I’m Italian, as well as 58 million people in my country and at least 4 million others in the world. Once someone who wasn’t Italian said: they are like children, that’s the reason you can love them, you can hate them. It’s true, maybe. We try to grew up, to be efficient, uncorrupted, to be like we have to be, but we cannot understand any kind of duty. Our life is a play, without rules. We are spolit, litigious, we want to win, always, by any means. Machiavelli built a theory about it: Clean Hands docet, Moggiopoli docet, any Italian scandal docet. We cannot lose and sometimes we cannot win. But we often win, magnificently. We win when you visit Rome, wonderful, stately, full of history in any corner, or Venice, with its sad charme, and the South, beautiful and damned. We win when you talk to us, ‘cause you can talk to us, we love talking, maybe more than we love listening to, but we can listen to you, if you ask, and we can help you, if you need. We win when we invite you to have lunch with us, and you can drink a glass of wine and eat spaghetti, and pizza at dinner: it’s not a sterotype! The difference between Italians and the rest of the world it’s this way to lose and win: when we lose, we lose alone, like you. But when we win, you win with us. ‘Cause we love sharing joy. And we look for greatness, in troubles and pleasures…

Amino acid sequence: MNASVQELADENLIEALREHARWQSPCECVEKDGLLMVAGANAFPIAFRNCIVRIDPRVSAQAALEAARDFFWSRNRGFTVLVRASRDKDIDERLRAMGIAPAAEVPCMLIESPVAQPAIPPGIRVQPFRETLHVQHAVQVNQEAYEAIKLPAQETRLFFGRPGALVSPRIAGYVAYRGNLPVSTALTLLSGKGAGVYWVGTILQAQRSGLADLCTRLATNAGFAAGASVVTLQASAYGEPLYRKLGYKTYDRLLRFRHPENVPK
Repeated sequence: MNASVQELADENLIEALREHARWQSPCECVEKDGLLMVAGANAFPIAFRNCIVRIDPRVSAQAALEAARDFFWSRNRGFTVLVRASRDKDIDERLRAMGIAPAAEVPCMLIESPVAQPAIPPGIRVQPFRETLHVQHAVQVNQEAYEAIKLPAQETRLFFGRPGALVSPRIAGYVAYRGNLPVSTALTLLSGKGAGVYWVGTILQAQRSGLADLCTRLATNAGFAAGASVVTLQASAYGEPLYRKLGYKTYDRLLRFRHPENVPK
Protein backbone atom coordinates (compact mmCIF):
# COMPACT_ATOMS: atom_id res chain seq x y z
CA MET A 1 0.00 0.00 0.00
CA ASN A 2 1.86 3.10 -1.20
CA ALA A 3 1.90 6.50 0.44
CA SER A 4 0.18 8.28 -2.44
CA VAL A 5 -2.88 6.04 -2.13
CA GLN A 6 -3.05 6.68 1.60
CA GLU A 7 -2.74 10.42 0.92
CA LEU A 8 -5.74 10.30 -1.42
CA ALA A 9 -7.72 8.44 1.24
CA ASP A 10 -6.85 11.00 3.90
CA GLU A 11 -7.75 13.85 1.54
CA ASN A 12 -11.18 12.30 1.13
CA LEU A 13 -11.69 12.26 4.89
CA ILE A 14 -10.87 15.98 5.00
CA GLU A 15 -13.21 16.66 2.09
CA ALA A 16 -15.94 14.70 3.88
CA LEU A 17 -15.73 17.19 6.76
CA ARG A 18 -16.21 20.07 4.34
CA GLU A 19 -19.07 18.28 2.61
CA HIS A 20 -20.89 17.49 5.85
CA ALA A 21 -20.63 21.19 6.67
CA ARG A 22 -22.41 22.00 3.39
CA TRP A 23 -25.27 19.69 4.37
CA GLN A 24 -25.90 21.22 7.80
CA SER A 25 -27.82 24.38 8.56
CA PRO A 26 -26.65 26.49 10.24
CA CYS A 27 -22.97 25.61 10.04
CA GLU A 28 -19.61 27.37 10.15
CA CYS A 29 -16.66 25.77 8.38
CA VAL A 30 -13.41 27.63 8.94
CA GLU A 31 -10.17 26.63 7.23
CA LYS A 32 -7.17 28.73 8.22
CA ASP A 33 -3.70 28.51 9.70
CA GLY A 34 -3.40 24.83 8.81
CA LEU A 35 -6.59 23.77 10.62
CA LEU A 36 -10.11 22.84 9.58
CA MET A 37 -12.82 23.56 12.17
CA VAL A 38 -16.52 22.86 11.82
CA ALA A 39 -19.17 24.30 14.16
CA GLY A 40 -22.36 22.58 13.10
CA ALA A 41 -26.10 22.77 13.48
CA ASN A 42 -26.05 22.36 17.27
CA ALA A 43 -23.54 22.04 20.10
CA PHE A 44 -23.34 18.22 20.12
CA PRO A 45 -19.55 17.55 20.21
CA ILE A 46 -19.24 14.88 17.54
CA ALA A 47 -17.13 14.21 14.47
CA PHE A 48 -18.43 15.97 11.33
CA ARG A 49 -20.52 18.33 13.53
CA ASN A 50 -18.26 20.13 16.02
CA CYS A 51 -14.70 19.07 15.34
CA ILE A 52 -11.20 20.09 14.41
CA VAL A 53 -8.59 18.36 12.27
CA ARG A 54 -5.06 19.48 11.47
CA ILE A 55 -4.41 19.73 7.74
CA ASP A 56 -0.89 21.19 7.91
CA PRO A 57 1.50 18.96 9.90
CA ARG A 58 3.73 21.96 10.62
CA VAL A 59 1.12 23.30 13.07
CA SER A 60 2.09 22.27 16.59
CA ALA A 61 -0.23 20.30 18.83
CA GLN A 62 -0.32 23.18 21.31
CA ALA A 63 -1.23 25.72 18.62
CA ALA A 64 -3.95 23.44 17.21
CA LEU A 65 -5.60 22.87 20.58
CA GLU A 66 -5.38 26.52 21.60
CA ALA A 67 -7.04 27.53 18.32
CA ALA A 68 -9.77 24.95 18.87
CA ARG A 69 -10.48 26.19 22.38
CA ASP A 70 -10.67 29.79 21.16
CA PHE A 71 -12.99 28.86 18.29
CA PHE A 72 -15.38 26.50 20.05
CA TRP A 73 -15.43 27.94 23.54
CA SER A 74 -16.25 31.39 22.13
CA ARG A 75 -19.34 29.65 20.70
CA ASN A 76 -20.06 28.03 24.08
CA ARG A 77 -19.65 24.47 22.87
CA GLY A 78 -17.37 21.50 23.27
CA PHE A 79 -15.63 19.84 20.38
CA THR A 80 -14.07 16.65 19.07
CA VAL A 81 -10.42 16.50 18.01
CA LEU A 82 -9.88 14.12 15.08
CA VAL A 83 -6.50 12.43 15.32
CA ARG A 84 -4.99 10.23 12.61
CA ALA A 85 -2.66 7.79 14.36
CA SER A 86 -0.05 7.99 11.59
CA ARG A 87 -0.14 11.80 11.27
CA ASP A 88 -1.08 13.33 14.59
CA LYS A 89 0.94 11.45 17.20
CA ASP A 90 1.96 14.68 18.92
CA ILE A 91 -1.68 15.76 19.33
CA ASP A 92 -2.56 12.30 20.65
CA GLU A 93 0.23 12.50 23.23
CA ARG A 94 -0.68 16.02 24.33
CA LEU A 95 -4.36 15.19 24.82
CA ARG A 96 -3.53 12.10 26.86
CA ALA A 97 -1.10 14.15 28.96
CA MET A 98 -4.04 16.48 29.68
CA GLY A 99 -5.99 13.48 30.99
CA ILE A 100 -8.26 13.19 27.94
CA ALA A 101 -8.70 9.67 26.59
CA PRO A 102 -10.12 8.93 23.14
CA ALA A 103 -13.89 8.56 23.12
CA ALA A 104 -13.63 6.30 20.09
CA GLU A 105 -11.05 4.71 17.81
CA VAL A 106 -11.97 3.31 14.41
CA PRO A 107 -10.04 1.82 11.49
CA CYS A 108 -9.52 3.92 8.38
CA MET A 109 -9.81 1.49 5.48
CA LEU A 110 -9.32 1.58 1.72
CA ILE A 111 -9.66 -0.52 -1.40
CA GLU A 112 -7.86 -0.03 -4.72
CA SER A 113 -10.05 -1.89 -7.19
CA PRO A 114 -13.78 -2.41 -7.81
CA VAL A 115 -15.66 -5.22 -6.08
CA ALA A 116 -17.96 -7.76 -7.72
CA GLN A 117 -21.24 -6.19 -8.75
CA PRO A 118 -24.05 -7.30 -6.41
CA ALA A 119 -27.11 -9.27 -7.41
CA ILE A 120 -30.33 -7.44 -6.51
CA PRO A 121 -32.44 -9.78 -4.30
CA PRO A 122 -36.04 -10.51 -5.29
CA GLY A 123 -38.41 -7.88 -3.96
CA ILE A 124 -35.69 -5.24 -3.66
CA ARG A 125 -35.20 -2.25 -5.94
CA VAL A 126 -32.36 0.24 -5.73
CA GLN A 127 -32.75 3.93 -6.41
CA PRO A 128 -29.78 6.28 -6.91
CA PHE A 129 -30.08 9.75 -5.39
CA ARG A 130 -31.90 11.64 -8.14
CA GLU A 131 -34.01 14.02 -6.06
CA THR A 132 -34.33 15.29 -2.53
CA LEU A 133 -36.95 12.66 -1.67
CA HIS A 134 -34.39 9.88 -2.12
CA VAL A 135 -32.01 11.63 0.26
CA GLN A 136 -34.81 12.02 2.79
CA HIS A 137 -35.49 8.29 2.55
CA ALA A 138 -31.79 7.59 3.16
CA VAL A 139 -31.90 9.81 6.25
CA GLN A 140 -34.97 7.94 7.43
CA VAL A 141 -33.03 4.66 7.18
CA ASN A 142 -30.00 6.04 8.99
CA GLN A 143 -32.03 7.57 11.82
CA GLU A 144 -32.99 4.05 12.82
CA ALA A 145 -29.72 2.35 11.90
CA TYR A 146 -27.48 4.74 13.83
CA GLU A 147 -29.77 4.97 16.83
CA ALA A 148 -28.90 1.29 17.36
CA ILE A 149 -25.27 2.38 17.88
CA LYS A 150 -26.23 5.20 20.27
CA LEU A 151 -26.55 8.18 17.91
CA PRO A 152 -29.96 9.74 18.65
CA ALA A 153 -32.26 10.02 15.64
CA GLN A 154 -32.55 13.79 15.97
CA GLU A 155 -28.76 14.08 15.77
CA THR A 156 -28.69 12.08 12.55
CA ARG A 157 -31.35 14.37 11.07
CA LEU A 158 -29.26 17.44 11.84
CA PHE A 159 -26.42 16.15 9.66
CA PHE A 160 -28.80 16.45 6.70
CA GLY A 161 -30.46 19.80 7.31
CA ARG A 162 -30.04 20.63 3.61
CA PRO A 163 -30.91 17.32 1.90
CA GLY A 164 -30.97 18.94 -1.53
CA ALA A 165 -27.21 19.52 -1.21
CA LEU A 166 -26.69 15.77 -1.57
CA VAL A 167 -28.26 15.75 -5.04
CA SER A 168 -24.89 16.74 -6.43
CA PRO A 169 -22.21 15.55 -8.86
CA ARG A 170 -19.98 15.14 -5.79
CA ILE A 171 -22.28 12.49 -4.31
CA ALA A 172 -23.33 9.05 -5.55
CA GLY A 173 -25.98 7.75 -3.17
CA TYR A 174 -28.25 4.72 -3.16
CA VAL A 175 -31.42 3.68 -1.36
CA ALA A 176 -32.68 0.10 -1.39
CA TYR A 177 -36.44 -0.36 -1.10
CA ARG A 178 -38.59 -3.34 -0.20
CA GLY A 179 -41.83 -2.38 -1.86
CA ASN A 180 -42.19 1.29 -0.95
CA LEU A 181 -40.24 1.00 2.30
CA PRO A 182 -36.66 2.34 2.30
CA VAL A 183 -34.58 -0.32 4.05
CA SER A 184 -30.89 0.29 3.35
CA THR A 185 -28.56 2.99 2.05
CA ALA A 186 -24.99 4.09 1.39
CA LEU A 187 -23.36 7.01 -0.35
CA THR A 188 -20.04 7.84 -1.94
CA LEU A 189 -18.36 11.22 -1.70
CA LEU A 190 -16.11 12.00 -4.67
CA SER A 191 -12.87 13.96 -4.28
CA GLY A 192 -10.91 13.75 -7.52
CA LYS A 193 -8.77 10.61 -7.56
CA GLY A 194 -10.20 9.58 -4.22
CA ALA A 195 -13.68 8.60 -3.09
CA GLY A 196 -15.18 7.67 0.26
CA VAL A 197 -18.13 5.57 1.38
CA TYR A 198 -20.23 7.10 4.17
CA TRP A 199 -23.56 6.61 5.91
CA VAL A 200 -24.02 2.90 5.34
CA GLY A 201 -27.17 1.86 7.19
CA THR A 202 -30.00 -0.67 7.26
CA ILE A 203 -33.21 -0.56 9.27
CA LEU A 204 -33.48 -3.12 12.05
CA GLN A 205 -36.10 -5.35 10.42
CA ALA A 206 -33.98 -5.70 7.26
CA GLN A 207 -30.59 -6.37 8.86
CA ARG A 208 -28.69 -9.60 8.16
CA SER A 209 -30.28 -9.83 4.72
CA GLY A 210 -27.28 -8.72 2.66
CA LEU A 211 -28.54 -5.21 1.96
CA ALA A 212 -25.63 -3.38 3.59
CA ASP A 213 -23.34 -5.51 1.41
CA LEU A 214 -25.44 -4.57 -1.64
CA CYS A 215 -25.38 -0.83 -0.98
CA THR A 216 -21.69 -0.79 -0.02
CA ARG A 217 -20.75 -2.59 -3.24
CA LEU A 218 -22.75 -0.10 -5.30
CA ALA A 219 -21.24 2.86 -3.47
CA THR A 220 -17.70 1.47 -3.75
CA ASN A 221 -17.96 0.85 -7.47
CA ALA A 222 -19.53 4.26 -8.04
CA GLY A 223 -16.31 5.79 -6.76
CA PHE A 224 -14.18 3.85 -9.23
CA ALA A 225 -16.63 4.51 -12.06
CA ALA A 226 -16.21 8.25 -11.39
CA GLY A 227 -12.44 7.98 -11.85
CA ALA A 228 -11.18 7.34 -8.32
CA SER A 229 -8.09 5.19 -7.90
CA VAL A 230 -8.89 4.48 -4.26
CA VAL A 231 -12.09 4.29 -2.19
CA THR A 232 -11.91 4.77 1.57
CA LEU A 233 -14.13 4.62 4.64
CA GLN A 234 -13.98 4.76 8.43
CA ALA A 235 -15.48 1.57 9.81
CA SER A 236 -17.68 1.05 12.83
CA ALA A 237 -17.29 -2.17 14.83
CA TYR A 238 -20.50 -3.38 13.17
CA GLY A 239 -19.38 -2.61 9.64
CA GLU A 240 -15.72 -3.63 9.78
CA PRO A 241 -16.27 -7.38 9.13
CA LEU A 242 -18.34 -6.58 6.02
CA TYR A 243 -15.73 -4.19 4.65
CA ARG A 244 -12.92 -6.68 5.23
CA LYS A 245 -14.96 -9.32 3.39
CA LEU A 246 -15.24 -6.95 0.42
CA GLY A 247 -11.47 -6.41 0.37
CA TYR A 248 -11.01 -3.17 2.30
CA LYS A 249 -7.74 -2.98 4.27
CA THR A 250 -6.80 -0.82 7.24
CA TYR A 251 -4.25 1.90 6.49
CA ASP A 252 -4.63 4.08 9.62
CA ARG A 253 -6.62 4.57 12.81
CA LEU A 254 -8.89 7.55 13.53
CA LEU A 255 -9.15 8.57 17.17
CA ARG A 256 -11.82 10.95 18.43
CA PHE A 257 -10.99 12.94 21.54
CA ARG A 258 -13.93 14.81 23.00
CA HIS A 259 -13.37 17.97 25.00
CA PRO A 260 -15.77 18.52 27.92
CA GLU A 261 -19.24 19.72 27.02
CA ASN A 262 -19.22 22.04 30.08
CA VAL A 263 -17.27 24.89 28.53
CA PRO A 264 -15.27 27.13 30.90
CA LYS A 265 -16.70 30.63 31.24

I’m listening to you, now. Because I’ve talked.

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